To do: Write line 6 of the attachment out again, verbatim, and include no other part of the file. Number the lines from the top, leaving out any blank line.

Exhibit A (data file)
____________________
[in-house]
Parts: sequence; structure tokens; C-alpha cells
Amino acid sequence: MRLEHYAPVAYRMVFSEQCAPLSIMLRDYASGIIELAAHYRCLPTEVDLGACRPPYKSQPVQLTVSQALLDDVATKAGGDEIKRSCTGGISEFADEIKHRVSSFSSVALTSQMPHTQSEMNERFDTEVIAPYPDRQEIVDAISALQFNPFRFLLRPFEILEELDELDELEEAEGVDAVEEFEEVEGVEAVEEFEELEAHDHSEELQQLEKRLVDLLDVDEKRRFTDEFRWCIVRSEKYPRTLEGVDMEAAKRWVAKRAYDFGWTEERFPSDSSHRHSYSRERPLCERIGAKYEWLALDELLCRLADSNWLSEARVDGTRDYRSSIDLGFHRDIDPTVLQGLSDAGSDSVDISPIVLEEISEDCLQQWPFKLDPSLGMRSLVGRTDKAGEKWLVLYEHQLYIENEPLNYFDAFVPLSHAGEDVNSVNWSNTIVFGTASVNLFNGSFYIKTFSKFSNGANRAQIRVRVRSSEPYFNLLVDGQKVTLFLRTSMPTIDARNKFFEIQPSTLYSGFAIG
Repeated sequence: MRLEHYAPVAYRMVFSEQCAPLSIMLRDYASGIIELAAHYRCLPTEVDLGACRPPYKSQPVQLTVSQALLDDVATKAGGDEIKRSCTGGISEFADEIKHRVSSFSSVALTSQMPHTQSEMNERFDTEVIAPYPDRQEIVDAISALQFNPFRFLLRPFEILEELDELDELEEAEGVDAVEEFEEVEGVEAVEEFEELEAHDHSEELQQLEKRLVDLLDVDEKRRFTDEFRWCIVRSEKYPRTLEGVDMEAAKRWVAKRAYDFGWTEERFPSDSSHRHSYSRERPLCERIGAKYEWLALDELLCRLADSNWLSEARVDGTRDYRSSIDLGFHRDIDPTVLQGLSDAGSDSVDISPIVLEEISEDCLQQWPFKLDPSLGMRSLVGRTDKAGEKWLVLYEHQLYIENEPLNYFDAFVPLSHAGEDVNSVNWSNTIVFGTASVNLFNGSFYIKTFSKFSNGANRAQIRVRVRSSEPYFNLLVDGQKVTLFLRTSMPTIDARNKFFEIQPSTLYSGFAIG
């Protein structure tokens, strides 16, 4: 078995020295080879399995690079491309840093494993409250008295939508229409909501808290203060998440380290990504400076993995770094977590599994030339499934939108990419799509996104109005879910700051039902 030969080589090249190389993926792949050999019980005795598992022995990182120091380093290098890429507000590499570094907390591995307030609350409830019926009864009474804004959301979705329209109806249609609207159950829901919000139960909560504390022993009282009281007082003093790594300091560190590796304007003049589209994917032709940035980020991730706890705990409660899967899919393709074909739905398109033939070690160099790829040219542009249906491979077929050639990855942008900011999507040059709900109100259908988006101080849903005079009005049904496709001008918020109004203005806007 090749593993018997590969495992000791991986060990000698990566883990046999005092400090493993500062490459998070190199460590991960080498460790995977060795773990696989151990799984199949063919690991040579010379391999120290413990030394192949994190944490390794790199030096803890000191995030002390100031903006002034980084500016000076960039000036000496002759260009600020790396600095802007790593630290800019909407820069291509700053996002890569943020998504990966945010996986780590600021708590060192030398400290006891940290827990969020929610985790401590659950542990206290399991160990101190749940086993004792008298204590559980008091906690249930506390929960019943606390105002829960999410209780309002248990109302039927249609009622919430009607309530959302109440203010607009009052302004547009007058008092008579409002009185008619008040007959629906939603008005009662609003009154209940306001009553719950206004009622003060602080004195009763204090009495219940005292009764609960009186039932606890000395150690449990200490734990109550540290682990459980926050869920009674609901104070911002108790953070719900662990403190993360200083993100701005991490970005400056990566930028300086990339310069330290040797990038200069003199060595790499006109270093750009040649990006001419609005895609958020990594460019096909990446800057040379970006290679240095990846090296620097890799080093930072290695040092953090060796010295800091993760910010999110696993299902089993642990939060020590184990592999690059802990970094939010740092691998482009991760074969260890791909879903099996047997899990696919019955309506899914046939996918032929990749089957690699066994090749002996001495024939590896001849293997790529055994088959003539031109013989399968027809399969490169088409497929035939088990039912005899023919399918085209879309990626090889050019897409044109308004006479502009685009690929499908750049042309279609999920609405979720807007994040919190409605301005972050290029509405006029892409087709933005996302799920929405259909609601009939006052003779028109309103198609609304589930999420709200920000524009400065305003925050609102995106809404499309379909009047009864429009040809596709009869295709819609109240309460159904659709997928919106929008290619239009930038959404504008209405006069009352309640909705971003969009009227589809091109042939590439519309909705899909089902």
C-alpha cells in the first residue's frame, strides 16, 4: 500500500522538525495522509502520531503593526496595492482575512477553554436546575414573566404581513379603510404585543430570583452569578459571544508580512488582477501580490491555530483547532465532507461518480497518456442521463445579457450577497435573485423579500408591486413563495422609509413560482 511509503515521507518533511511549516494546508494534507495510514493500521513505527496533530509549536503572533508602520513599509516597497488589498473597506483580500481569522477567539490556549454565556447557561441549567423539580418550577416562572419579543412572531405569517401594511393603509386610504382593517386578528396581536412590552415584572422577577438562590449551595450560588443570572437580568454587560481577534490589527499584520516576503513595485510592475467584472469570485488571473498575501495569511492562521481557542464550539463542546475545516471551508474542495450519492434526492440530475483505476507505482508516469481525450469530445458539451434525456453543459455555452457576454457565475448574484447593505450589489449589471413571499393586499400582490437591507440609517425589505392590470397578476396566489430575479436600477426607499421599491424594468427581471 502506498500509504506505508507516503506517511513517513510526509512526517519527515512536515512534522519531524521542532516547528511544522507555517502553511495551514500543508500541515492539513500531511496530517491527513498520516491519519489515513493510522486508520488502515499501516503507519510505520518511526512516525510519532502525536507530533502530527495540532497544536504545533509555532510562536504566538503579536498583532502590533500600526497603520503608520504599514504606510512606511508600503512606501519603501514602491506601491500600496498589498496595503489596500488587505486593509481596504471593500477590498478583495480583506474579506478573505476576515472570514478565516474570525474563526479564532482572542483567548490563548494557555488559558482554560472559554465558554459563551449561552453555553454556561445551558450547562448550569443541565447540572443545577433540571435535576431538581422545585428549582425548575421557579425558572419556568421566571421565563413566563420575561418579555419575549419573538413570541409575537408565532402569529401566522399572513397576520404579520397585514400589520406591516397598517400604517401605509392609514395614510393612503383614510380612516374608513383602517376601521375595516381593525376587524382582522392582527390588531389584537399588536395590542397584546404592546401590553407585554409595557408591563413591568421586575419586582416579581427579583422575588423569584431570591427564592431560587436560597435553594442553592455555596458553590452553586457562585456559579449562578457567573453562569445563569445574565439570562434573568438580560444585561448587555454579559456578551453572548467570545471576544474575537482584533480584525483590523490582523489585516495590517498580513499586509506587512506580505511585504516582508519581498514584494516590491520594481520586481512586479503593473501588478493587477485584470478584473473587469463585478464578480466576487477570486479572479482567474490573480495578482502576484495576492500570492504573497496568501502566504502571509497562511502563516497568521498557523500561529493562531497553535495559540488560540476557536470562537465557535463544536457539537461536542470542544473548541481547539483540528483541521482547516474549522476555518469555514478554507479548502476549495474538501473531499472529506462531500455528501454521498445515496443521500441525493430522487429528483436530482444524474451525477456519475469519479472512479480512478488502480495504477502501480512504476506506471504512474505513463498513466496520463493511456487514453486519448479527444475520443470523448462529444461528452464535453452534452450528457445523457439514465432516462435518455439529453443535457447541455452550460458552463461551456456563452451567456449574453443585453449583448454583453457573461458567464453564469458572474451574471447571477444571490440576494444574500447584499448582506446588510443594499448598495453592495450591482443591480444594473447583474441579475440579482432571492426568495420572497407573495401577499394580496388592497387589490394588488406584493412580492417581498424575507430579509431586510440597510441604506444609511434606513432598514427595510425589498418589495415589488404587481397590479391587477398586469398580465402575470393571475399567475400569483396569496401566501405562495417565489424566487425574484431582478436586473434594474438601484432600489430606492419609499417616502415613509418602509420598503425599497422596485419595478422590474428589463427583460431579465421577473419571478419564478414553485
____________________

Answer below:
C-alpha cells in the first residue's frame, strides 16, 4: 500500500522538525495522509502520531503593526496595492482575512477553554436546575414573566404581513379603510404585543430570583452569578459571544508580512488582477501580490491555530483547532465532507461518480497518456442521463445579457450577497435573485423579500408591486413563495422609509413560482 511509503515521507518533511511549516494546508494534507495510514493500521513505527496533530509549536503572533508602520513599509516597497488589498473597506483580500481569522477567539490556549454565556447557561441549567423539580418550577416562572419579543412572531405569517401594511393603509386610504382593517386578528396581536412590552415584572422577577438562590449551595450560588443570572437580568454587560481577534490589527499584520516576503513595485510592475467584472469570485488571473498575501495569511492562521481557542464550539463542546475545516471551508474542495450519492434526492440530475483505476507505482508516469481525450469530445458539451434525456453543459455555452457576454457565475448574484447593505450589489449589471413571499393586499400582490437591507440609517425589505392590470397578476396566489430575479436600477426607499421599491424594468427581471 502506498500509504506505508507516503506517511513517513510526509512526517519527515512536515512534522519531524521542532516547528511544522507555517502553511495551514500543508500541515492539513500531511496530517491527513498520516491519519489515513493510522486508520488502515499501516503507519510505520518511526512516525510519532502525536507530533502530527495540532497544536504545533509555532510562536504566538503579536498583532502590533500600526497603520503608520504599514504606510512606511508600503512606501519603501514602491506601491500600496498589498496595503489596500488587505486593509481596504471593500477590498478583495480583506474579506478573505476576515472570514478565516474570525474563526479564532482572542483567548490563548494557555488559558482554560472559554465558554459563551449561552453555553454556561445551558450547562448550569443541565447540572443545577433540571435535576431538581422545585428549582425548575421557579425558572419556568421566571421565563413566563420575561418579555419575549419573538413570541409575537408565532402569529401566522399572513397576520404579520397585514400589520406591516397598517400604517401605509392609514395614510393612503383614510380612516374608513383602517376601521375595516381593525376587524382582522392582527390588531389584537399588536395590542397584546404592546401590553407585554409595557408591563413591568421586575419586582416579581427579583422575588423569584431570591427564592431560587436560597435553594442553592455555596458553590452553586457562585456559579449562578457567573453562569445563569445574565439570562434573568438580560444585561448587555454579559456578551453572548467570545471576544474575537482584533480584525483590523490582523489585516495590517498580513499586509506587512506580505511585504516582508519581498514584494516590491520594481520586481512586479503593473501588478493587477485584470478584473473587469463585478464578480466576487477570486479572479482567474490573480495578482502576484495576492500570492504573497496568501502566504502571509497562511502563516497568521498557523500561529493562531497553535495559540488560540476557536470562537465557535463544536457539537461536542470542544473548541481547539483540528483541521482547516474549522476555518469555514478554507479548502476549495474538501473531499472529506462531500455528501454521498445515496443521500441525493430522487429528483436530482444524474451525477456519475469519479472512479480512478488502480495504477502501480512504476506506471504512474505513463498513466496520463493511456487514453486519448479527444475520443470523448462529444461528452464535453452534452450528457445523457439514465432516462435518455439529453443535457447541455452550460458552463461551456456563452451567456449574453443585453449583448454583453457573461458567464453564469458572474451574471447571477444571490440576494444574500447584499448582506446588510443594499448598495453592495450591482443591480444594473447583474441579475440579482432571492426568495420572497407573495401577499394580496388592497387589490394588488406584493412580492417581498424575507430579509431586510440597510441604506444609511434606513432598514427595510425589498418589495415589488404587481397590479391587477398586469398580465402575470393571475399567475400569483396569496401566501405562495417565489424566487425574484431582478436586473434594474438601484432600489430606492419609499417616502415613509418602509420598503425599497422596485419595478422590474428589463427583460431579465421577473419571478419564478414553485